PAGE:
by Anonymousreply 21October 26, 2020 11:52 PM

This little known, but many patients who have certain Infectious diseases where they are trying to bring down " Viral load" find success using a ling used food additive ( which is also a strong anti- oxidant) called BHT. Among the viruses treated with this are Hep-C, Herpes Simplex, and HIV. Essentially, BHT destroys the outer layer of lipid-coated viruses- Shingles being also one of these, latches on to the virus and does not allow it to replicate. I cannot personally testify to this myself, but interestingly enough found this info when I went down a Rabbit hole one night looking for Nutra-ceuticals which one might use to treat Covid-19. Surprise! Covid is also a lipid coated virus, but as yet there are no studies on this subject. I have provided below patient reviews on the supplement, most of which are wildly enthusiastic. The scant scientific literature available ( I looked) is mostly about what happened when they gave 10,000 the normal human dose to rats ( poor things). Otherwise, it is completely safe, FDA approved and the Food industry continues to poor it into our granola bars and Cheerios.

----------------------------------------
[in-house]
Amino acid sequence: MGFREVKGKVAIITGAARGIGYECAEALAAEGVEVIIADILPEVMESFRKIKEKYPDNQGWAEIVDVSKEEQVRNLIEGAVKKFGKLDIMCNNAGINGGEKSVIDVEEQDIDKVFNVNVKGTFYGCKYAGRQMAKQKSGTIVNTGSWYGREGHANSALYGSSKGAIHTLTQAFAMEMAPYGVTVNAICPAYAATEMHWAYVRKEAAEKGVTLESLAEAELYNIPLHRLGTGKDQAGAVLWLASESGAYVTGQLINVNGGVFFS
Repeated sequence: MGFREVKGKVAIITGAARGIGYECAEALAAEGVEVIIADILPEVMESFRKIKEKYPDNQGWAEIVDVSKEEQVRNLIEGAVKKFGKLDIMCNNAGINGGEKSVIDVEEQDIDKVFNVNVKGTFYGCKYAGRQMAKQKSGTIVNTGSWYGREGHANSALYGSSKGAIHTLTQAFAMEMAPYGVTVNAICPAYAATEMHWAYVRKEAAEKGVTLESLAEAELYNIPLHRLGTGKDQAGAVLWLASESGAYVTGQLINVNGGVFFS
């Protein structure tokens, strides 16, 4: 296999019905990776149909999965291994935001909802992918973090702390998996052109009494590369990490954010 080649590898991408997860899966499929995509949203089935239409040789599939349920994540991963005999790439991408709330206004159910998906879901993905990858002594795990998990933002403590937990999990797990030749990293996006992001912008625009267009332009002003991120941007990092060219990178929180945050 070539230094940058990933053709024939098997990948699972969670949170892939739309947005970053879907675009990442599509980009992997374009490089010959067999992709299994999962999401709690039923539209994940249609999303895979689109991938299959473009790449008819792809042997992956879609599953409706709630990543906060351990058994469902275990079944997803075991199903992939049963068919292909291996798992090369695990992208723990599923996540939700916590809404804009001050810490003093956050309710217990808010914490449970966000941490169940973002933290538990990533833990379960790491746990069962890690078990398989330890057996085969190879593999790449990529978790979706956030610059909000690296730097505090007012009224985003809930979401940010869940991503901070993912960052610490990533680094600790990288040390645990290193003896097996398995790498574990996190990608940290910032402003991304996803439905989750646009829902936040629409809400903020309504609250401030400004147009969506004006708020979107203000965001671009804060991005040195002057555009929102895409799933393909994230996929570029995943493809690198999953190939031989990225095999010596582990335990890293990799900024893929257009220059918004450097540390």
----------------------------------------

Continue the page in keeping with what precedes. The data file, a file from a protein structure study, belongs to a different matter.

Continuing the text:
Offsite Link
by Anonymousreply 22October 27, 2020 1:08 AM

Talking to my health care person today making appointment for my shots and I learned that you need no history of chicken pox after all to get the shingles vaccine. So I'll get that next appointment. Not sure why, but 4 shots in one day makes me apprehensive.

Seems they've been advising shingles shots for everyone over 50 for ages now. How did I miss this? In any event Merck has withdrawn Zostavax (live zoster vaccine) as of July 2020 from the market in the US but it also seems it's still being used - the last expiration date for any still floating around is November 2020. So Shingrix (dead virus) it will be and then a 2d shot of it from 2-6 months later.